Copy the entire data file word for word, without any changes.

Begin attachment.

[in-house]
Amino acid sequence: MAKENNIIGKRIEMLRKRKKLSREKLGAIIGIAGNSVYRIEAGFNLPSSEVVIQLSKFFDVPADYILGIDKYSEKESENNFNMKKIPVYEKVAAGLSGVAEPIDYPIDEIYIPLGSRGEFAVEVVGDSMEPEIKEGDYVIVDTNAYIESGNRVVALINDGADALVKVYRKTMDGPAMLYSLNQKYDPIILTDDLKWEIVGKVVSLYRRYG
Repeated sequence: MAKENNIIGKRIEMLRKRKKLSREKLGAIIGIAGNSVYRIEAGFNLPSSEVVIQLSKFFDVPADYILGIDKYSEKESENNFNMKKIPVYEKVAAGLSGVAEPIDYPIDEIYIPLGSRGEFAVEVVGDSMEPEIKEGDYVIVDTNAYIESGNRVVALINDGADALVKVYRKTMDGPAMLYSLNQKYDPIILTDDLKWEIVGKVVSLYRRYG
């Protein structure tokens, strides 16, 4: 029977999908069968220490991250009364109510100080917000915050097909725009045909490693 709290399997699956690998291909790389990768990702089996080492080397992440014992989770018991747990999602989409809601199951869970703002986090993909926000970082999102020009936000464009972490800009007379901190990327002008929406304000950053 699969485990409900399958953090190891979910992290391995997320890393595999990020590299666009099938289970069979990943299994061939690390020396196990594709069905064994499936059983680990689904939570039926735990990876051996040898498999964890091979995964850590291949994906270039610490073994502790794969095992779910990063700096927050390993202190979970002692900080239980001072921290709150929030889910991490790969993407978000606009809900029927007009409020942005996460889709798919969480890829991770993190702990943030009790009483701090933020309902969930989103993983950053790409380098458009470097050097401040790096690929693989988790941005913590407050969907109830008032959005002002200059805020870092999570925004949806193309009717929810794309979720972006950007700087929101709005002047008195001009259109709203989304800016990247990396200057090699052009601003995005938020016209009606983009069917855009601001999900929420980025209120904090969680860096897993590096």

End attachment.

[in-house]
Amino acid sequence: MAKENNIIGKRIEMLRKRKKLSREKLGAIIGIAGNSVYRIEAGFNLPSSEVVIQLSKFFDVPADYILGIDKYSEKESENNFNMKKIPVYEKVAAGLSGVAEPIDYPIDEIYIPLGSRGEFAVEVVGDSMEPEIKEGDYVIVDTNAYIESGNRVVALINDGADALVKVYRKTMDGPAMLYSLNQKYDPIILTDDLKWEIVGKVVSLYRRYG
Repeated sequence: MAKENNIIGKRIEMLRKRKKLSREKLGAIIGIAGNSVYRIEAGFNLPSSEVVIQLSKFFDVPADYILGIDKYSEKESENNFNMKKIPVYEKVAAGLSGVAEPIDYPIDEIYIPLGSRGEFAVEVVGDSMEPEIKEGDYVIVDTNAYIESGNRVVALINDGADALVKVYRKTMDGPAMLYSLNQKYDPIILTDDLKWEIVGKVVSLYRRYG
């Protein structure tokens, strides 16, 4: 029977999908069968220490991250009364109510100080917000915050097909725009045909490693 709290399997699956690998291909790389990768990702089996080492080397992440014992989770018991747990999602989409809601199951869970703002986090993909926000970082999102020009936000464009972490800009007379901190990327002008929406304000950053 699969485990409900399958953090190891979910992290391995997320890393595999990020590299666009099938289970069979990943299994061939690390020396196990594709069905064994499936059983680990689904939570039926735990990876051996040898498999964890091979995964850590291949994906270039610490073994502790794969095992779910990063700096927050390993202190979970002692900080239980001072921290709150929030889910991490790969993407978000606009809900029927007009409020942005996460889709798919969480890829991770993190702990943030009790009483701090933020309902969930989103993983950053790409380098458009470097050097401040790096690929693989988790941005913590407050969907109830008032959005002002200059805020870092999570925004949806193309009717929810794309979720972006950007700087929101709005002047008195001009259109709203989304800016990247990396200057090699052009601003995005938020016209009606983009069917855009601001999900929420980025209120904090969680860096897993590096």